For our last in this mini-series of the cinematic ‘woods’ taking or providing inspiration to Bollywood, we travel to Kannywood, in northern Nigeria.
In the early 1990’s I was working for some months on the borders of Iran and Iraq. We lived in tents on a sort of heavily mined DMZ on a plateau in the dry dun hills that rose steadily into the Zagros mountains. The nearest city, to which we repaired once a fortnight or so, was Suleymaniah, the largest centre of Kurds in Eastern Iraq.
On one trip into town I swung through the crowded bazaars in search of a particular brand of cigarette. The constricted street led into a small square which was crowned with a cinema hall. That evening’s show was a potboiler from India called Insaaf ke Tarazu (Scales of Justice). I had been aware that Bollywood films were popular beyond the borders of India but this was the first time I had actually seen Indian heroes and heroines doing their moves and making their faces on posters in a foreign land.
A few months before arriving in Iraq, I had spent a long time in Pakistan working for the UN; I was interviewing refugees from Iraq and Iran for resettlement in the West. One Iranian young man took the interview in flawless Urdu. I was surprised and impressed and asked him how he had become fluent. I suspected he might be a local student and was trying to rort the UN system to get to Europe. He insisted that he’d learned Urdu from watching Bollywood movies on TV. One day, he hoped to return to the sub continent to try his hand at acting.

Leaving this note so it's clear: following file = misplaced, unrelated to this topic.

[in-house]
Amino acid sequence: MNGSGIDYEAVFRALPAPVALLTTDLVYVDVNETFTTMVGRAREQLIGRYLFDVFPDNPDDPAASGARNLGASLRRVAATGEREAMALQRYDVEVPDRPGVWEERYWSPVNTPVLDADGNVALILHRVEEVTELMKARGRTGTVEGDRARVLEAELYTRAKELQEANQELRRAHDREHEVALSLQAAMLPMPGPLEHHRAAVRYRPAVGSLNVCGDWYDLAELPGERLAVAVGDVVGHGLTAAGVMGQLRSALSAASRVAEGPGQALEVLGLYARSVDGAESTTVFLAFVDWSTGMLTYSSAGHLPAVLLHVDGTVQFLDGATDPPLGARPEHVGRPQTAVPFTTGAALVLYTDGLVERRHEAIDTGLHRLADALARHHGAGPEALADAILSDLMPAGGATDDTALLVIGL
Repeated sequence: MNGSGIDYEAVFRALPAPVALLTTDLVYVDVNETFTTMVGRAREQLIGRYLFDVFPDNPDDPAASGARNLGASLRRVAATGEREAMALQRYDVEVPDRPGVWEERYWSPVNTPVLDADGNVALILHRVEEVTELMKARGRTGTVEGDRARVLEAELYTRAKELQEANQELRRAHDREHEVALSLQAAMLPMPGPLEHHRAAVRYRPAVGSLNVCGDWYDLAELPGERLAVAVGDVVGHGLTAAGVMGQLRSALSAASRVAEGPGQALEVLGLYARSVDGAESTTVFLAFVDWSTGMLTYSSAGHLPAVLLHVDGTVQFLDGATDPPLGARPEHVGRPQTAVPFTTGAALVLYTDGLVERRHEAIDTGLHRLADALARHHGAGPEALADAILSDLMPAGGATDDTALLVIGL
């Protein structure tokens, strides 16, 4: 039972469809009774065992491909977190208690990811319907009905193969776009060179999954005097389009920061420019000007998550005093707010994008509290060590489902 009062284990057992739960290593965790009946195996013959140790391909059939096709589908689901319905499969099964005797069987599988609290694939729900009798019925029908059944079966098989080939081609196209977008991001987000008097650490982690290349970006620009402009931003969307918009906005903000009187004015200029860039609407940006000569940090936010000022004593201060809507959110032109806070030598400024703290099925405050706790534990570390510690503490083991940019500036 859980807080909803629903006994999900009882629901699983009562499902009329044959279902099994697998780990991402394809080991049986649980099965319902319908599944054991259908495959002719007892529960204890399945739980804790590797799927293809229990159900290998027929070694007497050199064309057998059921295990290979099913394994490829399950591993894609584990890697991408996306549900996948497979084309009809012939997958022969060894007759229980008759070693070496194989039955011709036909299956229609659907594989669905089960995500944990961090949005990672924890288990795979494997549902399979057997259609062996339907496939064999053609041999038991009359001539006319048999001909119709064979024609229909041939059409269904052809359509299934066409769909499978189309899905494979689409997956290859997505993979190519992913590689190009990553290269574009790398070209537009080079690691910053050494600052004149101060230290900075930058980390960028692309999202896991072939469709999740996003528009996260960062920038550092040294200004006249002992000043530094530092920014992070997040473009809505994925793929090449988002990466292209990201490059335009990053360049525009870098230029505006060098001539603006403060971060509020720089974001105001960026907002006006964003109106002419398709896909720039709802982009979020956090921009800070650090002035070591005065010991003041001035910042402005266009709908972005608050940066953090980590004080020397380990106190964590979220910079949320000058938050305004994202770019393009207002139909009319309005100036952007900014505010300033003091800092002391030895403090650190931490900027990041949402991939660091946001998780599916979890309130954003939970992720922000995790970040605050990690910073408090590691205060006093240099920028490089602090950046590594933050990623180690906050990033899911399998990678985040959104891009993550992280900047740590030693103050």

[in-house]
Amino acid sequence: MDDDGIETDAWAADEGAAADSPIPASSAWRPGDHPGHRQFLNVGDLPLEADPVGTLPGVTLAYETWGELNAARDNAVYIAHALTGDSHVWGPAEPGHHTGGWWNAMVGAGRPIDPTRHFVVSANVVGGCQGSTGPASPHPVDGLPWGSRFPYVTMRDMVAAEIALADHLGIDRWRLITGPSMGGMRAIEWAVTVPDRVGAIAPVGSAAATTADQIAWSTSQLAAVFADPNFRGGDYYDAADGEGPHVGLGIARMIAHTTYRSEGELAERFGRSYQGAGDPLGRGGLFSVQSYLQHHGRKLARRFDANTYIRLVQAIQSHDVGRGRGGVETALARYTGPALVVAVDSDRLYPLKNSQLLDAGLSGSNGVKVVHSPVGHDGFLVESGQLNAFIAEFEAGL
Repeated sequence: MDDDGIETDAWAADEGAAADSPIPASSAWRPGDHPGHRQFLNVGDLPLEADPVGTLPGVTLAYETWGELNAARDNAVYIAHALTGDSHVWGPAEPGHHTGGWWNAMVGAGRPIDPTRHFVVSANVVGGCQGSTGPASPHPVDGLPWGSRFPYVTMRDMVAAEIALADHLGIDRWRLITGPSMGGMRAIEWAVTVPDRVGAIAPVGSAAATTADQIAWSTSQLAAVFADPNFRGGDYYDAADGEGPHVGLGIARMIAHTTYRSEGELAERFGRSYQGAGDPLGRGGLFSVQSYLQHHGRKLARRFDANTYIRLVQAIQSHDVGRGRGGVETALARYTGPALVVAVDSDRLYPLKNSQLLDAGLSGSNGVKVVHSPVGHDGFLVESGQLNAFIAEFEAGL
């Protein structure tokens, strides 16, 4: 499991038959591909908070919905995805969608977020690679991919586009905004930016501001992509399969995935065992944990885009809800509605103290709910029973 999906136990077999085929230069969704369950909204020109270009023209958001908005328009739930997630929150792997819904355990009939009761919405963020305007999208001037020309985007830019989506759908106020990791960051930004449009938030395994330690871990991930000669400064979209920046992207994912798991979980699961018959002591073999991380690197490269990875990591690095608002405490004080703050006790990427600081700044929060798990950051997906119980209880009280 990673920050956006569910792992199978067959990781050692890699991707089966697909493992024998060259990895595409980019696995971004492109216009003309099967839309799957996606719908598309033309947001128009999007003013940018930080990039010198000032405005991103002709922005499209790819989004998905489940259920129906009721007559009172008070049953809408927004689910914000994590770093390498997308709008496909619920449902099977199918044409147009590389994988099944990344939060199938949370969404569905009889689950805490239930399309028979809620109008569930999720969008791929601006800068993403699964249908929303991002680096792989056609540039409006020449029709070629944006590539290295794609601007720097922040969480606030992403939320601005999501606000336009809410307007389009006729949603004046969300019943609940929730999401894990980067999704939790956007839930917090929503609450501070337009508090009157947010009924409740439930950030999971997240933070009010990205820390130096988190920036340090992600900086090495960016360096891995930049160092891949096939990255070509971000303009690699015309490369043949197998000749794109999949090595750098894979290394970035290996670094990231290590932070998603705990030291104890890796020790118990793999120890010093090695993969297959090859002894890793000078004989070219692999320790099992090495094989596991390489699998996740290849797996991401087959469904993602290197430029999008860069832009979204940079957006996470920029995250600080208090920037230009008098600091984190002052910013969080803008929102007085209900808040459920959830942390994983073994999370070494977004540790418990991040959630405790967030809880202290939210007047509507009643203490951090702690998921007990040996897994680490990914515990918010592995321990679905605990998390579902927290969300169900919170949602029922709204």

Raj Kapoor’s giant hit of 1955 Shri 420 , had been a major hit in the Soviet Union and other East European countries. Across the Middle East and South East Asia, people who otherwise spoke not a word of Hindi, could rattle off entire dialogues from Indian films. Indeed, for the developing and recently Independent former colonies of Asia and Africa, the films of Bombay were a sort of cultural security blanket, far more important to popular culture than the films and heroes of Hollywood which were causing similar waves in post war Europe.
And like jazz, that American music that found such fertile ground around the world, the playback singer based music of Hindi cinema, was the soundtrack for millions of African, Middle Eastern and Asian youth growing up in the 50s-70s.
So I wouldn’t say I was surprised but rather entirely pleased to discover through today’s featured record, Harafinso: Bollywood Inspired Film Music from Hausa Nigeria. Put out by the excellent cultural warriors at sahelsounds this record gives the world the chance to listen into contemporary popular music from Kano and Kaduna and the Islamic lands of northern Nigeria.
Full post and goodies here